Leaking water and flooding are among the worst situations to hit any modern homeowner. Unfortunately, they are also the most frequent problems to occur in the contemporary home. While the full water damage restoration process incorporates several stages, successful water mitigation should be top of the agenda.
Here’s all you need to know about water mitigation and how you can complete the job before moving on to the other aspects of water damage restoration.
What Is Water Mitigation?
Following a flood, burst water pipe, or other leaks within the home, you will want to contain the damage and stop the situation from getting any worse. Water mitigation is the process of removing water, reducing the damage, and preventing further problems from occurring.
This can be done in several ways, but the most crucial factor is to act fast. Therefore, water mitigation should be viewed as an emergency that requires immediate action – and that’s whether you take the DIY approach or call a pro.
Why Does Water Mitigation Need Immediate Action?
There are many reasons for needing to take instant action. However, merely looking at the problems which may occur if the water damage is left untreated should be enough to kick you into gear. Here’s what to expect if you overlook this process;
In Minutes: Water damage spreads to other parts of the property, causing increased health risks while bumping up the costs and time needed to rectify the problem.
In Hours: Water-damaged wood will swell while other materials may crumble. Meanwhile, the bacteria grow to leave a truly horrendous odor throughout the property.
In Days: Water damage causes more severe damage to the property, including secondary sources, as well as an increased danger to the family’s health.
From a practical perspective, then, failing to attend to the situation right away could cause the following problems;
- The water-damaged items will grow bacteria that can cause severe damage to your health.
- The damage can spread to other parts of the home.
- The restoration work will take more time to complete, at a greater cost.
- The untreated materials, including upholstery and furniture, will need to be thrown away.
- The damage could lead to electrical faults and other related problems.
- The home will feel unsafe and uninhabitable.
- The knowledge that the job hasn’t been completed will play on your mind.
In short: immediate water mitigation is essential.
What Steps Need To Be Taken?
Before attempting anything, you need to build a winning plan of action. Otherwise, it’ll be almost impossible to gain the best outcomes. Here’s what you need to do:
Identifications & Preparations
The first item on your checklist is to identify exactly what caused the damage. There are several sources to consider, but these are the most common by far;
- Plumbing leaks.
- Cracked, burst, or broken pipes and hoses.
- Clogged toilets.
- A leaky roof.
- Foundation cracks.
- Moisture located behind walls and in wall cavities.
- Water from flooding.
It may aid your cause if you are additionally able to spot the type of water damage. Water can be put into one of three categories – clean water, greywater, and contaminated water – and the findings will impact the future water damage restoration process.
Most importantly, though, knowing where the water has come from allows you to keep it localized to one area o the home while avoiding procedures that could potentially increase the damage.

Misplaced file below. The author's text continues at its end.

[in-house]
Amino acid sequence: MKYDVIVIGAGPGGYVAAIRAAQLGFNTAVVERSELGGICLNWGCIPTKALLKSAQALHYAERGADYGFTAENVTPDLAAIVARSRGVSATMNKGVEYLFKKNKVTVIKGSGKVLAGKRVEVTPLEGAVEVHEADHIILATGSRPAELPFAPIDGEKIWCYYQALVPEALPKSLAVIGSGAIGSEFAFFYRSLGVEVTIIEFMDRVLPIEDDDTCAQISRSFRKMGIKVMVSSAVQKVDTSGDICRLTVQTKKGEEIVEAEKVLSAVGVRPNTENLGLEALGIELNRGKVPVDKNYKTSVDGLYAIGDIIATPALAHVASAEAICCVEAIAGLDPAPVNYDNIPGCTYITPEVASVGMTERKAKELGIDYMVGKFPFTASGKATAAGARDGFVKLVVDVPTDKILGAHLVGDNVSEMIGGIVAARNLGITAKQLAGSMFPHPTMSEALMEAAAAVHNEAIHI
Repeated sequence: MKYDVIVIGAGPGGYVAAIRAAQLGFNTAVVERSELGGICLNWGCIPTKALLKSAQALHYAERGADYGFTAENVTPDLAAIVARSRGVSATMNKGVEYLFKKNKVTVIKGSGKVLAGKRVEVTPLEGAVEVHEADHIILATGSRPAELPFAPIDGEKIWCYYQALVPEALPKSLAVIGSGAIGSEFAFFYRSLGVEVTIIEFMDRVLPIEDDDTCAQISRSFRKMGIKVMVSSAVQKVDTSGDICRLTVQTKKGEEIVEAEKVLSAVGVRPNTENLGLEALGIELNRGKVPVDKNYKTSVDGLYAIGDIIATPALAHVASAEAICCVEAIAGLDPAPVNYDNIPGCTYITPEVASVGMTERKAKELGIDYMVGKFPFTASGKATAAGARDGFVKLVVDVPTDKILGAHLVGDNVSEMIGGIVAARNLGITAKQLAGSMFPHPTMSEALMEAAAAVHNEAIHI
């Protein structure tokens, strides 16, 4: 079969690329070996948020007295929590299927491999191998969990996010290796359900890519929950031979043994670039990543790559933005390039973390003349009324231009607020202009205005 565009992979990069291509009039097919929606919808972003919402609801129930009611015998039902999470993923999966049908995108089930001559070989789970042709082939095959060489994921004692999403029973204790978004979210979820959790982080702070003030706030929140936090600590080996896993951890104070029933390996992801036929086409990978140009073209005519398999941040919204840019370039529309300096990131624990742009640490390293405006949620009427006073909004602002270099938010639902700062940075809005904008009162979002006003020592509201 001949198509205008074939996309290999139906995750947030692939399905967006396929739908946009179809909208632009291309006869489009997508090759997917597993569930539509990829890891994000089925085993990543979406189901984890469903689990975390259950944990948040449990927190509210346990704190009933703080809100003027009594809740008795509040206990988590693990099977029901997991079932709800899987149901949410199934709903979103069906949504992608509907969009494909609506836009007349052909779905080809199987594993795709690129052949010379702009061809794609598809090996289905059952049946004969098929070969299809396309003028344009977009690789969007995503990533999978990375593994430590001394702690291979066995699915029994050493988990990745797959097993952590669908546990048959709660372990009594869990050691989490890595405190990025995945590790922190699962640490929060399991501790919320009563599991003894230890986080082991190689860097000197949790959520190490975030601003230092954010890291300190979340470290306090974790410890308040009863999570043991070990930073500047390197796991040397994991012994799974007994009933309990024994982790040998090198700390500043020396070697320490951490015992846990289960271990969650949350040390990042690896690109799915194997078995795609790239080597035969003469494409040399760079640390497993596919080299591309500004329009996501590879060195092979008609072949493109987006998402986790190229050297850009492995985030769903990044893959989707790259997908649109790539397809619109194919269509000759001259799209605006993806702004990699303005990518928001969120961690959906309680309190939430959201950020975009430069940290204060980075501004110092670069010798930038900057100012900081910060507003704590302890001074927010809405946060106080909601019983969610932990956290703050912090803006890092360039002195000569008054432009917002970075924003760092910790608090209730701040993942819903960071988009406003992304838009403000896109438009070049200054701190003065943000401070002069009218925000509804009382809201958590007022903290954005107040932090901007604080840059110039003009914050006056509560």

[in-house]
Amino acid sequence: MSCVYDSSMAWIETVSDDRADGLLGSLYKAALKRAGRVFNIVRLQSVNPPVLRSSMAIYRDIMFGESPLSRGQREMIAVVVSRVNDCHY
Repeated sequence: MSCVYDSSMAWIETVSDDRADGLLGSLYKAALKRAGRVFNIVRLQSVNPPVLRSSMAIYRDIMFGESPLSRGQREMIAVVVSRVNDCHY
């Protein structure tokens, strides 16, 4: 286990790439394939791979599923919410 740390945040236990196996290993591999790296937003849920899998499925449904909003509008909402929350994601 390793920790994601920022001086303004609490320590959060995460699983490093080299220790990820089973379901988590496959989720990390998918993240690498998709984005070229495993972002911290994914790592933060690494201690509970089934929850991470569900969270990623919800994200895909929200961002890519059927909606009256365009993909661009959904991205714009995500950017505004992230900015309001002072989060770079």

Removing the vast majority of the water from the home will have a hugely positive impact on the situation. The exact methods used will hinge on the materials that have been damaged as well as the severity of the damage. There are four Class levels, but you probably won’t need to worry about those until later in the process.
As for the active removal of water, the following ideas are particularly useful:
- Use a bucket to collect water that has puddled on the floors, especially on sloped floors.
- Take chairs and portable items outside before shaking the water off onto the grass.
- Use a mop to soak up the final bits of moisture from the floors.
- Grab a vacuum or a vacuuming system and use it to pick up water from carpets.
- Use old towels to wipe water from tabletops and dab affected walls.
Essentially, any idea that can remove water from the affected room is a step in the right direction. You may not get rid of it all at this stage, but those impacts will go a long way in preventing further damage. This will put you in the perfect position for taking the crucial next steps.
DIY Or Call A Pro?
There are several steps in the water damage restoration process that are best left to the experts (we’ll get onto those), but the mitigation process is one that you may want to complete yourself. After all, you probably have the necessary items while this is the best way to take immediate action.
If you are going to call a pro, you need to know that they are fully certified to complete this job as well as the next steps. Equally crucial. Though, is their response times. Because if items are left untreated for over 48 hours, it’s likely that they’ll need to be dumped.
After removing the water from the home, you’ll want to think about the next steps of water damage restoration. Even if you plan to call an expert, you should start the drying process by opening the windows and running the air con. Likewise, hanging items to dry will help while you can use an anti-mold spray to stop further bacteria growth.
The restoration itself will include professional water mitigation to get rid of the final moisture, followed by drying and restoration work. This could involve replacing walls or other materials depending on the severity of the damage. The exact method will vary from job to job.
Ultimately, though, when the right water mitigation is followed by the right restoration, it is possible to get your home back to its best.